surface energy Irregularities and air pockets Rough surface provide mechanical means of retention and increase surface area of adhesion but air pockets may be created (Fig.8) prevent complete wetting of the entire surface strength of adhesion. Regular and shallow roughness of the surface decrease the chance of air pockets formation than irregular and deep surface roughness.
Fig.8:Airc pockets decreasing degree of wetting Cleanliness on the adherent Any debris on the surface will prevent direct contact between adhesive and adherent strength of adhesion. 2. Factors related to adhesive
Surface tension The higher the surface tension of the adhesive the wettability strength of adhesion. Viscosity Low viscosity of the adhesive flow on the surface of the adherent strength of adhesion. Thickness Thin film thickness of the adhesive strength of adhesion because less air voids are present, less thermal stresses
and less stresses due to setting contraction of adhesive. Wetting Is the ability of an adhesive to wet the surface of the adherend. It is measured by the contact angle. Contact angle: It is the angle between the surface of the liquid and the surface of solid.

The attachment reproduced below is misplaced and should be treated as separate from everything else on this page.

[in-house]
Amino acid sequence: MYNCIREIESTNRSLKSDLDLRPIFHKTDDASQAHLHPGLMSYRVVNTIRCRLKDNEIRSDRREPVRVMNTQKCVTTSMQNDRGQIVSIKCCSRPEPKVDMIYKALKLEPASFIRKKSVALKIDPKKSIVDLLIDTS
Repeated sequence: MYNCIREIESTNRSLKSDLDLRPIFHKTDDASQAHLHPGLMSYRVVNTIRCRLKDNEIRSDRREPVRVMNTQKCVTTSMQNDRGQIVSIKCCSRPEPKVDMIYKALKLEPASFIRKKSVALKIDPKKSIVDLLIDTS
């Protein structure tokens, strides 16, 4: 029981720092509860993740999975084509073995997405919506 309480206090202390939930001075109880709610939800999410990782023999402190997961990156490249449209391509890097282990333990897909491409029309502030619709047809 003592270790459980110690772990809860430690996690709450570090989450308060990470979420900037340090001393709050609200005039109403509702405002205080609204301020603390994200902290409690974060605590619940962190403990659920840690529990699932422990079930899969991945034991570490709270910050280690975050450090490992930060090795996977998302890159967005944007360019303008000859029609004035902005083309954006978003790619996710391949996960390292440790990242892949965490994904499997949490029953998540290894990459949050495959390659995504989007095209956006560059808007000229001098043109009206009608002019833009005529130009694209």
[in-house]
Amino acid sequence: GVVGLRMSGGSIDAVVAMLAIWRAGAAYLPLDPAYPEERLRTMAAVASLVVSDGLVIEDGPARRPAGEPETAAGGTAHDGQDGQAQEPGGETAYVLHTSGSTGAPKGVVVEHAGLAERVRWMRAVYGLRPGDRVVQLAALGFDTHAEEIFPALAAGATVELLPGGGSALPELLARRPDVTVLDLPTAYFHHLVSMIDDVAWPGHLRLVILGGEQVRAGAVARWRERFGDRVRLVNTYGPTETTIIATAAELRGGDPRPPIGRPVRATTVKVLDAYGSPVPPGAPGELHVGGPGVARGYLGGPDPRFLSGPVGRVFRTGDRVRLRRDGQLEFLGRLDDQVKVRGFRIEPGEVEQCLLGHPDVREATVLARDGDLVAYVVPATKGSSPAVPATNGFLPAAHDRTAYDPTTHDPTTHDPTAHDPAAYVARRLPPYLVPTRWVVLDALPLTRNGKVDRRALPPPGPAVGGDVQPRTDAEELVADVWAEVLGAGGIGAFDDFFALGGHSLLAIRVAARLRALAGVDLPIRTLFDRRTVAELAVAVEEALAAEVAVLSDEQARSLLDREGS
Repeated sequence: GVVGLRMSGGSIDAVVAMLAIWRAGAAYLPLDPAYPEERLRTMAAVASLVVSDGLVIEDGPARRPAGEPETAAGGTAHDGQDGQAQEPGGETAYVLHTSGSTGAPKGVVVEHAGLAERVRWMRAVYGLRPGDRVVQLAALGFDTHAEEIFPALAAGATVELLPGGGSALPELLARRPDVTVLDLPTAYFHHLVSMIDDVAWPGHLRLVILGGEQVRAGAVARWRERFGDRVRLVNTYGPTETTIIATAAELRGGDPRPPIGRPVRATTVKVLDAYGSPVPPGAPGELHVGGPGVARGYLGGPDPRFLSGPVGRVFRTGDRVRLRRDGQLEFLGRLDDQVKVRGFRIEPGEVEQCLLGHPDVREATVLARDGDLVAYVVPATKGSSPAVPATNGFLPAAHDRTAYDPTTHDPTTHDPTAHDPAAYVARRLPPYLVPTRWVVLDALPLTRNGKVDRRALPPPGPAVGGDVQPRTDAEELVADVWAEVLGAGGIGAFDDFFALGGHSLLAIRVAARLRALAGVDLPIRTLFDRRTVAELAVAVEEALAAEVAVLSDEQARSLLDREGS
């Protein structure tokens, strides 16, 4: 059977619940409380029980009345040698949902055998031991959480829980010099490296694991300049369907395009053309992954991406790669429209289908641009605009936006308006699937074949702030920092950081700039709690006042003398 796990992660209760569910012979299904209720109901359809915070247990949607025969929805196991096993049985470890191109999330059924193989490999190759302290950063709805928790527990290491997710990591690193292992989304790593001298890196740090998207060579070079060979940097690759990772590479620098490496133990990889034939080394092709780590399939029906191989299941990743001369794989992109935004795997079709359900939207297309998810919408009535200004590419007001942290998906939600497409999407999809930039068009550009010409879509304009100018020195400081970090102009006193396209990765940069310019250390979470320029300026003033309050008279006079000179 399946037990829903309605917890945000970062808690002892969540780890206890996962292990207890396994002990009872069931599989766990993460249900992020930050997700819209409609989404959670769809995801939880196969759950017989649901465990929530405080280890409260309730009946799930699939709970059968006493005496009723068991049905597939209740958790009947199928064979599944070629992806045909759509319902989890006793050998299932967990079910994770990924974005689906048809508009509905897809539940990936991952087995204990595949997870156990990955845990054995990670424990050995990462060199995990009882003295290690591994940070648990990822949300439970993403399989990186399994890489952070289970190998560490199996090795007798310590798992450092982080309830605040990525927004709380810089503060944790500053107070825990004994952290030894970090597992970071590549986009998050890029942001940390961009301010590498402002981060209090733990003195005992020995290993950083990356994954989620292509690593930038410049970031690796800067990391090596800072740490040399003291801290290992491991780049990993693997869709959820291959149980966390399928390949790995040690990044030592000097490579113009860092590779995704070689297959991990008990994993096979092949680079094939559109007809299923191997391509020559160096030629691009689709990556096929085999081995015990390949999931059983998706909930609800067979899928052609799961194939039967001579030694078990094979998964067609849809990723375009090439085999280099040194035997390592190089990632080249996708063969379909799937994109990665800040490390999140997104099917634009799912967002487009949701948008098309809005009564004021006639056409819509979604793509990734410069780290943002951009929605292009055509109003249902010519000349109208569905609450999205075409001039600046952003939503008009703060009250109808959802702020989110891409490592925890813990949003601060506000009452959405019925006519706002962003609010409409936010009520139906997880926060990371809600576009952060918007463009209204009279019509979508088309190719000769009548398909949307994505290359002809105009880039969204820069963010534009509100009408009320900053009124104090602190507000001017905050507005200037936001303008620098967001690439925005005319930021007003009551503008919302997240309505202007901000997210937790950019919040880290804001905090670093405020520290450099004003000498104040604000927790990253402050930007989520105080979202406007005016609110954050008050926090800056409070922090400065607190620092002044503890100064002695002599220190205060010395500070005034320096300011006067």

Fig.9: Different contact angles with different degrees of wetting Contact angle must be zero or less than 90 Forces of adhesion between adherend & adhesive are more than the forces of cohesion between adhesive molecules together. Good wetting can be achieved if the molecules of
adhesive are attracted to the molecules of the adherent more than they are attracted to each other which means spreading of liquid on the solid surface. Fig.10: Effect of wetting on strength of adhesion The more wetting of the adherent surface by the adhesive strength of adhesion.
3. Factors related to both Thermal stresses If the adhesive and adherent have different coefficient of thermal expansion strength of adhesion. Close matching is required to minimize stresses and increases the strength of adhesion. Dimensional changes during setting